We’re all imposters on Halloween


What is imposter syndrome? Well, if other people would say you’re a high achiever but you don’t feel that way, you might have it. People with imposter syndrome feel they aren’t qualified for the job they have (or for the job they want) and no amount of success relieves these feelings.

For Halloween, I dressed as imposter syndrome. It was a 2-part costume:

  1. Physical representation of imposter syndrome: The ugly mask represents how we feel about ourselves. We know about our failures and rejections and the many times we felt like the only person in the room who doesn’t understand. The pretty mask represents how we present ourselves–our resume, our polished presentation that only shows the experiments that worked, the elevator pitch that makes us sound like the ideal match, etc.
  2. Survey: I’m a big fan of collecting people’s experiences. I wrote speech bubbles based on a) common experiences of imposter syndrome and b) direct quotes from the stories I collected to make my Grad School Stresses presentation. I carried sharpies with me to the grad student party I went to on Saturday and asked people to add tally marks below the speech bubbles they related to.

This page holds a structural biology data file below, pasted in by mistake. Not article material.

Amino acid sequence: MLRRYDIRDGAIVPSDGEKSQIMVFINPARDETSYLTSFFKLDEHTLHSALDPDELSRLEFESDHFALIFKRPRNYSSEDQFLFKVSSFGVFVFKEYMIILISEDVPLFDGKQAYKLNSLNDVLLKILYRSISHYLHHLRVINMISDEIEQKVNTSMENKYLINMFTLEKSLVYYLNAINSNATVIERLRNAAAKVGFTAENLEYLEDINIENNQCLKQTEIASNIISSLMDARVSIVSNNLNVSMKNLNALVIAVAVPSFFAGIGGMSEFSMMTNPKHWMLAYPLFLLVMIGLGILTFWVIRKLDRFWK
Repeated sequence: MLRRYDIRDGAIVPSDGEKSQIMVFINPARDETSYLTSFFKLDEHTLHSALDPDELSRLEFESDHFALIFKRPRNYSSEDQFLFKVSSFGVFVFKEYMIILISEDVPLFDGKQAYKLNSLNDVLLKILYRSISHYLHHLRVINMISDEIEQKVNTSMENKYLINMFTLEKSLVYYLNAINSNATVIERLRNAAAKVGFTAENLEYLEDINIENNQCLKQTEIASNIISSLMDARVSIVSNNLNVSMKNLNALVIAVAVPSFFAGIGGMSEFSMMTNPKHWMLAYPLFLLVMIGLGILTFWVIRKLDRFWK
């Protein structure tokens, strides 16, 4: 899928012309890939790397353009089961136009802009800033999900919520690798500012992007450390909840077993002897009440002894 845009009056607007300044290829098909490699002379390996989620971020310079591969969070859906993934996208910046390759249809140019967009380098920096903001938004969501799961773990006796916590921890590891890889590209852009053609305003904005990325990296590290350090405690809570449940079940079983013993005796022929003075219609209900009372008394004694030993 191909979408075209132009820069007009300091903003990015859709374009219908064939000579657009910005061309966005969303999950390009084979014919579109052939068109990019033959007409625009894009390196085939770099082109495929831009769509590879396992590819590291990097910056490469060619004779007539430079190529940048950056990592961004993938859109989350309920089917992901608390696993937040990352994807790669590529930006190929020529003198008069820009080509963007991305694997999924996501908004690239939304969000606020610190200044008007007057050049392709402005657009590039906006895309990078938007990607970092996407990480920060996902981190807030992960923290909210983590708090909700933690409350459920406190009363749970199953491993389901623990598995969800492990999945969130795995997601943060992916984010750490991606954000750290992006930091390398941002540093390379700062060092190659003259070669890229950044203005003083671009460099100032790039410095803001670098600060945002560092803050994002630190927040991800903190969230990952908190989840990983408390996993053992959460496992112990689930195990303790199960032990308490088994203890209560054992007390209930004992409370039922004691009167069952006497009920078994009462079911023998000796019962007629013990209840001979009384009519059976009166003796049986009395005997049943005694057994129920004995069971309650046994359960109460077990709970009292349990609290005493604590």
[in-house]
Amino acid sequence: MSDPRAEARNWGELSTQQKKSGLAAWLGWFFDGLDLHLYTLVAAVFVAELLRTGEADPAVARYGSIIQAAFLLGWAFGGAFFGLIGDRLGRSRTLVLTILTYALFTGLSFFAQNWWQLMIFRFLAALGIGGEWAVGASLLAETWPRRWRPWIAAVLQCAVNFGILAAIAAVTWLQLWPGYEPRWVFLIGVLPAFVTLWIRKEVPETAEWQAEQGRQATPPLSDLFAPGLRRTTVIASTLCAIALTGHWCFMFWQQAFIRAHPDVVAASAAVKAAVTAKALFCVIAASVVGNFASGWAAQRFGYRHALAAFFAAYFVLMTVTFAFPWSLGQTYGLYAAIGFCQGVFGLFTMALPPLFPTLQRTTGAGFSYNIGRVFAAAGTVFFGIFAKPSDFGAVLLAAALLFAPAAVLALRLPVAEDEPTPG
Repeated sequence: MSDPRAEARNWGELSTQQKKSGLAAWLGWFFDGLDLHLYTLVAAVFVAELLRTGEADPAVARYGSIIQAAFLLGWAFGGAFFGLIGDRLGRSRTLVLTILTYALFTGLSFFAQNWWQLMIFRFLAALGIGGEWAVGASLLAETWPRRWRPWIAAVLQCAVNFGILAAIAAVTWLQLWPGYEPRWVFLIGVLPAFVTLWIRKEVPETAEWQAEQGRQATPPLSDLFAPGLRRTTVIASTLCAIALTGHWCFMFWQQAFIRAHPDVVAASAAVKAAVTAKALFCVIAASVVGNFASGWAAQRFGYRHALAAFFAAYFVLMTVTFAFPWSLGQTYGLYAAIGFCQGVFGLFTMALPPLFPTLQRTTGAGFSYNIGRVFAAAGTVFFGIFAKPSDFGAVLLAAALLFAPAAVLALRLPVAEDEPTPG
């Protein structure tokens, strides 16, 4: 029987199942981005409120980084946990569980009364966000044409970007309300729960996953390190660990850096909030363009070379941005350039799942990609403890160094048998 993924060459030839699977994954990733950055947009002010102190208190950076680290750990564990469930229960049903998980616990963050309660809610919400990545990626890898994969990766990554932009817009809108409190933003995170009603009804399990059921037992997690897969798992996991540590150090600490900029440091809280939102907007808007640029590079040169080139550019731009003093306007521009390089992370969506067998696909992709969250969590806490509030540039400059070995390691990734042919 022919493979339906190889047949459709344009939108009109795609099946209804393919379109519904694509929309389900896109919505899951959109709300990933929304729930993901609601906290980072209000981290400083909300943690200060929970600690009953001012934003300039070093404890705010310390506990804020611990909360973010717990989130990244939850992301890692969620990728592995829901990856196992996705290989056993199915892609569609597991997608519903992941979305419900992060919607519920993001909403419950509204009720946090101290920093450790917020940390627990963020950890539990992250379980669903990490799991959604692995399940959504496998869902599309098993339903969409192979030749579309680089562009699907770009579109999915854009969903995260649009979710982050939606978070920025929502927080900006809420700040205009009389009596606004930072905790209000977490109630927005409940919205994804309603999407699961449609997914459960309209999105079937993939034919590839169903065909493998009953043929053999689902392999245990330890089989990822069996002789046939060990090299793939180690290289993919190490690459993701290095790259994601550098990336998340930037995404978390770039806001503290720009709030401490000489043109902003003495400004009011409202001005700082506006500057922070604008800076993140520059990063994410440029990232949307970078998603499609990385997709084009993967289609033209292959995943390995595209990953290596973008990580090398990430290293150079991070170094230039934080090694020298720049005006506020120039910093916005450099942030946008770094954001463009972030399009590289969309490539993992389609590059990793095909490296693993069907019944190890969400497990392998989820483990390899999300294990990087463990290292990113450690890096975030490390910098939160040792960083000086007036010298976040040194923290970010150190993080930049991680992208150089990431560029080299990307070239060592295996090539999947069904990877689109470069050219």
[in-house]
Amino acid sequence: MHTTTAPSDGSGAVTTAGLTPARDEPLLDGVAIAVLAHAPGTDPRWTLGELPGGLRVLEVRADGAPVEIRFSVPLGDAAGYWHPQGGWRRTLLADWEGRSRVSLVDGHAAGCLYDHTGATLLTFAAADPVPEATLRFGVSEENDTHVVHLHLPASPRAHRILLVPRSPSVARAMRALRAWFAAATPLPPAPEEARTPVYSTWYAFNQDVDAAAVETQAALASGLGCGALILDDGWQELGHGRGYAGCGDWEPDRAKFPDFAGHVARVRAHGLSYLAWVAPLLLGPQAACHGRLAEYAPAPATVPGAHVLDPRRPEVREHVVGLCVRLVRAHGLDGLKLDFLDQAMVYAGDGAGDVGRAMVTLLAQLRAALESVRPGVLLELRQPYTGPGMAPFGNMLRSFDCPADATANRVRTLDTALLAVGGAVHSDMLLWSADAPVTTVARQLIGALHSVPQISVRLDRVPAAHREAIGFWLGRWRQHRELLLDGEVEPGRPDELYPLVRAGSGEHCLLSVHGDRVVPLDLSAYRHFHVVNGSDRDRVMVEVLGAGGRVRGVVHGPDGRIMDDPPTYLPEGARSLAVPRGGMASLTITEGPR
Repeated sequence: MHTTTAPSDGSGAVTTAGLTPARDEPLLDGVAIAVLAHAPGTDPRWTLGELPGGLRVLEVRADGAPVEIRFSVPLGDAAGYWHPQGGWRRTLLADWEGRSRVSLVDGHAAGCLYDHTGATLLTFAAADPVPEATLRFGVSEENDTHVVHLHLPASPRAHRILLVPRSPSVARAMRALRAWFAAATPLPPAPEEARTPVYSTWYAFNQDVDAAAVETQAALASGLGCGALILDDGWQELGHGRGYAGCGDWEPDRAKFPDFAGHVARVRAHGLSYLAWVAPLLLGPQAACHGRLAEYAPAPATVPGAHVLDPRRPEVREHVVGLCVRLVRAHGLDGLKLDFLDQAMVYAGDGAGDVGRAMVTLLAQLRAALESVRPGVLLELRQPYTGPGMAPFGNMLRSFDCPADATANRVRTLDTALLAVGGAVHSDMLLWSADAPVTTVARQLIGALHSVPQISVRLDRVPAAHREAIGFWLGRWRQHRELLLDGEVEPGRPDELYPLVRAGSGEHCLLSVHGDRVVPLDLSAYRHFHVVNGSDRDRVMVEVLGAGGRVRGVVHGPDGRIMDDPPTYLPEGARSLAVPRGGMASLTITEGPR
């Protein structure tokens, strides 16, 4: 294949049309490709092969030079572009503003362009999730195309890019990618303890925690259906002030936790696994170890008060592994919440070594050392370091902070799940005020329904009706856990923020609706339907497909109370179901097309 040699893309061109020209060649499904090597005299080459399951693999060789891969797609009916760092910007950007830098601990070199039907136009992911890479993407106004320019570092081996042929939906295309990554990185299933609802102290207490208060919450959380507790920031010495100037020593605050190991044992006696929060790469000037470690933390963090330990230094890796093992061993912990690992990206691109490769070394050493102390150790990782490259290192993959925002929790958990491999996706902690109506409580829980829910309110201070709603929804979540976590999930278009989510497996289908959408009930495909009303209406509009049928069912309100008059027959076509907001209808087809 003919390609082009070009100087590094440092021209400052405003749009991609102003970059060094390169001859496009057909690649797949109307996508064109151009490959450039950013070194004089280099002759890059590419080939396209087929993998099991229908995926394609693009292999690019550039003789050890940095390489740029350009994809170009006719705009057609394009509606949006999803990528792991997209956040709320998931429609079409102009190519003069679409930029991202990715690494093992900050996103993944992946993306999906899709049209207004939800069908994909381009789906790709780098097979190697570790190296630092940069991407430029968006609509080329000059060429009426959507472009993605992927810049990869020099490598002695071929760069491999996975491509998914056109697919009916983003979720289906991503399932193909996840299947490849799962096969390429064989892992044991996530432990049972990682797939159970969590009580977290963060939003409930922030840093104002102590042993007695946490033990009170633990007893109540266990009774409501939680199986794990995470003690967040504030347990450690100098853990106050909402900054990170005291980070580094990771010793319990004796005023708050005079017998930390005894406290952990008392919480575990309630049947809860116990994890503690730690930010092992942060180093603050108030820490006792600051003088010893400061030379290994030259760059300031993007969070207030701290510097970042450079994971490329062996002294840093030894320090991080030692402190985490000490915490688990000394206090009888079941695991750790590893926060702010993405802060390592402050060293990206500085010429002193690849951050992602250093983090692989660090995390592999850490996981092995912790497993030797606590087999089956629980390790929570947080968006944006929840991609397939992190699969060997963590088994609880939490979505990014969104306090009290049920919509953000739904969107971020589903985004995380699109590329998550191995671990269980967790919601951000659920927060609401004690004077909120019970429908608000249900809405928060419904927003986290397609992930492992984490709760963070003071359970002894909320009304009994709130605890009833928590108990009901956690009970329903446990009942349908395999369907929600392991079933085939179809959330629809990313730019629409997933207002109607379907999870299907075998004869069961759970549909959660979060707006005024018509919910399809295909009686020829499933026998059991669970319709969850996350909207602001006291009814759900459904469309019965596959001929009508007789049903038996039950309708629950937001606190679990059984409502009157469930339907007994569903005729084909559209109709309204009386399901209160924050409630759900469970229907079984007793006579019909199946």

Lessons learned:

  1. Most grad students have or have had imposter syndrome (Okay I actually knew this already). Heard from a party guest while they were drawing on my costume: “What do I get if I relate to all of them?” Me: “A hug, if you want it.”
  2. Hot glue doesn’t stick to latex, and E6000 glue (which does stick to latex) smells terrible when it isn’t 100% dry.
  3. Having 2 removable parts to the costume (graduation cap, mask) meant that I found myself shedding parts of the costume throughout the party and only retrieving them when I got the very reasonable question, “wait, what are you dressed as?”

Full questions on the costume (most are geared towards grad students, but could be adapted to be relevant to other jobs):

  1. I’ve pretended to know more than I did or been afraid to ask questions [in class]
  2. Sometimes people tell me I look good but I think if they saw me without my clothes/makeup they wouldn’t think that.